The 2013 and 2014 EAS reports had large pharma footprints. Amgen, Aegerion, … etc. The data had already been roughed up in the 2012 Danish and 2014 Dutch reports. Through citation kiting the confusion is compounded and it takes some historical digging in order to recognize that the threads between publications aren’t really tied together. Once the work is put in, however, the issue is not fuzzy or questionable. There is a clear, bright line with undeniable boundaries: a claim of a reality is set to a historical record and it is contradicted by that very reality – a subsequent chapter in that historical record.
When journals collaborate with goals common to commercial enterprises, how are they different from serving as de facto marketing divisions? Having “common goals” and “mutual strategies” with “corporate partners” is a collaboration between financially interested parties, not a collaboration whose definition of “scientific” depends upon real independence. EAS sounds and behaves like a publication-strategy organization. Also, these are not insulated … independent publications whose teams are unaffiliated with one another. These are repeat-authors, with repeat-funders.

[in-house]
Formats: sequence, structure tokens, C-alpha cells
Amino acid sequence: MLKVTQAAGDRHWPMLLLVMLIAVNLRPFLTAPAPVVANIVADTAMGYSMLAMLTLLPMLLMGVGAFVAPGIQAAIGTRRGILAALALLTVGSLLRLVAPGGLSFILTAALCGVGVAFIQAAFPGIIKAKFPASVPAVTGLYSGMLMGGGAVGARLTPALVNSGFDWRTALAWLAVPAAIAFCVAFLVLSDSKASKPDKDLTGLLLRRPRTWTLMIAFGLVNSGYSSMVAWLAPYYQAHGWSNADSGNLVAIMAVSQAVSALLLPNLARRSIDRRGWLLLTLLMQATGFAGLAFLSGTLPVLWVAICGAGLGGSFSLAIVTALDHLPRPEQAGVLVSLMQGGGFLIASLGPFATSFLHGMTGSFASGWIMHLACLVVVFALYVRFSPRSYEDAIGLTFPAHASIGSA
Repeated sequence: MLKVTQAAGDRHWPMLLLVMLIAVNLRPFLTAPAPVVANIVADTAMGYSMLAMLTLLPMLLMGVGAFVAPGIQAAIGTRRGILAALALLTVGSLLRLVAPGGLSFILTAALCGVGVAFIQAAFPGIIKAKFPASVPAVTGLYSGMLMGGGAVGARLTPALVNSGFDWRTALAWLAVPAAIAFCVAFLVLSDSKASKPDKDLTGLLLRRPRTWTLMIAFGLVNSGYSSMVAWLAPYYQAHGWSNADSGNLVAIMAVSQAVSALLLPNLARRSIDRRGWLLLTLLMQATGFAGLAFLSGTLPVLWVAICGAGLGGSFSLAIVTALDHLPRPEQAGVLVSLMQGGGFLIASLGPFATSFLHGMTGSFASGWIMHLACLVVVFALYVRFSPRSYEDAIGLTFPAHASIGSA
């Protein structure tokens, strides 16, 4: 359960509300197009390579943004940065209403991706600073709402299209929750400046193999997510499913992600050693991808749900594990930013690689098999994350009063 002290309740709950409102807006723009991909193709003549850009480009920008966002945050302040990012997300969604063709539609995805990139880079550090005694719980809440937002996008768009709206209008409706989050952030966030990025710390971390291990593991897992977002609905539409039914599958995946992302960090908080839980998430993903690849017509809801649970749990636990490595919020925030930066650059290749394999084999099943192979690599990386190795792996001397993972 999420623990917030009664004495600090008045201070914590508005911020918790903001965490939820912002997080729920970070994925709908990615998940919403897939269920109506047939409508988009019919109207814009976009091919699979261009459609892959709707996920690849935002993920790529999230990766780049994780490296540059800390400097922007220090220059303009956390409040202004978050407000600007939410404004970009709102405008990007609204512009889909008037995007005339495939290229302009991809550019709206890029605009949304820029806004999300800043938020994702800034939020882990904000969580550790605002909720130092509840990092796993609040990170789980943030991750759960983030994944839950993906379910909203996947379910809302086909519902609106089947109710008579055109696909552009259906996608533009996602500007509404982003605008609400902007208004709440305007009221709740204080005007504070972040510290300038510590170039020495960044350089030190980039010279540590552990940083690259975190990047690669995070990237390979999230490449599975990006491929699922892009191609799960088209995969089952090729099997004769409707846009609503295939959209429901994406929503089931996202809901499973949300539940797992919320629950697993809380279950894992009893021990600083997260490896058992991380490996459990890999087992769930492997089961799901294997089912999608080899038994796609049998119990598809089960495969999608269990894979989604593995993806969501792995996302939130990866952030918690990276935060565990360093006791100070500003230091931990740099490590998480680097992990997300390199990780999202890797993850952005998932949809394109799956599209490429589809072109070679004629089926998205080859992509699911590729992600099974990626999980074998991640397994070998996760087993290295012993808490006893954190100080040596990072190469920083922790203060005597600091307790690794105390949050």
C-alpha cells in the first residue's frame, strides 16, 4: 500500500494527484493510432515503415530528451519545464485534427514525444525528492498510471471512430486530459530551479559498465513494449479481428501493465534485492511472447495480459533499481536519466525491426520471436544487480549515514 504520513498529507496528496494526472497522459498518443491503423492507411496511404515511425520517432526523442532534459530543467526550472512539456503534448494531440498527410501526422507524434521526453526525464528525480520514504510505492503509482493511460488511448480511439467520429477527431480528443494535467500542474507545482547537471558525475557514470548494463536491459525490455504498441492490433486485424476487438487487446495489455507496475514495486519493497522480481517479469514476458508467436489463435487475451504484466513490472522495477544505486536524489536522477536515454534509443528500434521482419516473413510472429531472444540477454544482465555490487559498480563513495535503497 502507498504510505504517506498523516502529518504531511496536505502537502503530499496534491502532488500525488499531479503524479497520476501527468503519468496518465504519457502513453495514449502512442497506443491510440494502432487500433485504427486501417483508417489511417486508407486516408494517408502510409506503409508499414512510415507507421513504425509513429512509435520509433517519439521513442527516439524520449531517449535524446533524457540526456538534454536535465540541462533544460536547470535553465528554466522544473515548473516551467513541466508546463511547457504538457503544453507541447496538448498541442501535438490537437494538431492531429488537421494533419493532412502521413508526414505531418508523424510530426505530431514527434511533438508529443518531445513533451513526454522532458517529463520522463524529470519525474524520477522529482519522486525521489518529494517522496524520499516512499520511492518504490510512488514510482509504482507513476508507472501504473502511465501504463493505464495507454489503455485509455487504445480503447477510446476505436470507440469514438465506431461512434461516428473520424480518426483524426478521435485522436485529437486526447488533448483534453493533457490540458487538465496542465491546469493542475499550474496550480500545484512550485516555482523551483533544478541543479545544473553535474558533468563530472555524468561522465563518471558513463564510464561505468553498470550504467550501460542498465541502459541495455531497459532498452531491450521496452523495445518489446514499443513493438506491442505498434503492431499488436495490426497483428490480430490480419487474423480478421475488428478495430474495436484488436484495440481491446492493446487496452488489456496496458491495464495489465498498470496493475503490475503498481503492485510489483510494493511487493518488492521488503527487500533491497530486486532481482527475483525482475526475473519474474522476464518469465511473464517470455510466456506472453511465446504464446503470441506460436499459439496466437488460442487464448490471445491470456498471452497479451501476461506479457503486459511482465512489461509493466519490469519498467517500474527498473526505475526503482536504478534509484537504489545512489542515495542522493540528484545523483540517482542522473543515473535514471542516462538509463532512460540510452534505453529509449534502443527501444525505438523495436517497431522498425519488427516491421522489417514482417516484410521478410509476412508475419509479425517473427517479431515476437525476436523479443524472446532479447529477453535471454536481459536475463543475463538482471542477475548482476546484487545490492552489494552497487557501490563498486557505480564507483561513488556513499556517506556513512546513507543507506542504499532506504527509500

As I have demonstrated, the EAS material is distorted through the simple mechanism of citation kiting. This involves coordination among authors shared across publications and organizations: there are authors on both the Dutch and Danish reports, the “sources,” who are needles that run through and stitch both sets of publications — the source material and the EAS consensus papers — with the wrong names and numbers. Facts are switched from paper to paper, not passed on. On the right are the two “relay teams” that “switch the baton” instead of passing it on fairly.
Publication strategy services and “relay teams”